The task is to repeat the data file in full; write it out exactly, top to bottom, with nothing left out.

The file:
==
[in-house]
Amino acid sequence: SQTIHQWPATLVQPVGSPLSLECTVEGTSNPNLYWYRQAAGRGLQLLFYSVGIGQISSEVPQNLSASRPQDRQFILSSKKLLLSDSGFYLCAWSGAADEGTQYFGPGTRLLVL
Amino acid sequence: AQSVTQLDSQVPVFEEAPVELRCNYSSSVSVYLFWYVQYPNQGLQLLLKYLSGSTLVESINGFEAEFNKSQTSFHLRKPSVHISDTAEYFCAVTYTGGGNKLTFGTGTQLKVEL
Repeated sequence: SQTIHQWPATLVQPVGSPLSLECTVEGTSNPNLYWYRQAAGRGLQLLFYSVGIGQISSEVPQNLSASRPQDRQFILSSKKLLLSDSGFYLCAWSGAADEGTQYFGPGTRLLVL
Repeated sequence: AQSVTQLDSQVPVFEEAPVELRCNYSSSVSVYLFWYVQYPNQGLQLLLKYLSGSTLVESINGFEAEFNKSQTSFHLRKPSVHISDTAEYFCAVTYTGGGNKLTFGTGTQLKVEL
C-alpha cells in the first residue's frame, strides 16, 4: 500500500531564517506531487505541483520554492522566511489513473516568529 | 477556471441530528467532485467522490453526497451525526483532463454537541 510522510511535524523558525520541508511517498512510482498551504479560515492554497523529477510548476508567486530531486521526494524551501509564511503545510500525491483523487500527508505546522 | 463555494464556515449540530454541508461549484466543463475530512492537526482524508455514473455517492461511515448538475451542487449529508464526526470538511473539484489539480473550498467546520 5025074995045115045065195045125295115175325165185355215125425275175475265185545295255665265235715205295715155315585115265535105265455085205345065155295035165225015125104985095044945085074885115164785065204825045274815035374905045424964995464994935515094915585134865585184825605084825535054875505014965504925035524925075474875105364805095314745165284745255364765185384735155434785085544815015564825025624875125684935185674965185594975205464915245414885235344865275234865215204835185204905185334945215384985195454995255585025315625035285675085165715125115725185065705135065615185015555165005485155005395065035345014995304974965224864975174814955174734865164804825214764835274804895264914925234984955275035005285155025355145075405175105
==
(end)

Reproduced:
[in-house]
Amino acid sequence: SQTIHQWPATLVQPVGSPLSLECTVEGTSNPNLYWYRQAAGRGLQLLFYSVGIGQISSEVPQNLSASRPQDRQFILSSKKLLLSDSGFYLCAWSGAADEGTQYFGPGTRLLVL
Amino acid sequence: AQSVTQLDSQVPVFEEAPVELRCNYSSSVSVYLFWYVQYPNQGLQLLLKYLSGSTLVESINGFEAEFNKSQTSFHLRKPSVHISDTAEYFCAVTYTGGGNKLTFGTGTQLKVEL
Repeated sequence: SQTIHQWPATLVQPVGSPLSLECTVEGTSNPNLYWYRQAAGRGLQLLFYSVGIGQISSEVPQNLSASRPQDRQFILSSKKLLLSDSGFYLCAWSGAADEGTQYFGPGTRLLVL
Repeated sequence: AQSVTQLDSQVPVFEEAPVELRCNYSSSVSVYLFWYVQYPNQGLQLLLKYLSGSTLVESINGFEAEFNKSQTSFHLRKPSVHISDTAEYFCAVTYTGGGNKLTFGTGTQLKVEL
C-alpha cells in the first residue's frame, strides 16, 4: 500500500531564517506531487505541483520554492522566511489513473516568529 | 477556471441530528467532485467522490453526497451525526483532463454537541 510522510511535524523558525520541508511517498512510482498551504479560515492554497523529477510548476508567486530531486521526494524551501509564511503545510500525491483523487500527508505546522 | 463555494464556515449540530454541508461549484466543463475530512492537526482524508455514473455517492461511515448538475451542487449529508464526526470538511473539484489539480473550498467546520 5025074995045115045065195045125295115175325165185355215125425275175475265185545295255665265235715205295715155315585115265535105265455085205345065155295035165225015125104985095044945085074885115164785065204825045274815035374905045424964995464994935515094915585134865585184825605084825535054875505014965504925035524925075474875105364805095314745165284745255364765185384735155434785085544815015564825025624875125684935185674965185594975205464915245414885235344865275234865215204835185204905185334945215384985195454995255585025315625035285675085165715125115725185065705135065615185015555165005485155005395065035345014995304974965224864975174814955174734865164804825214764835274804895264914925234984955275035005285155025355145075405175105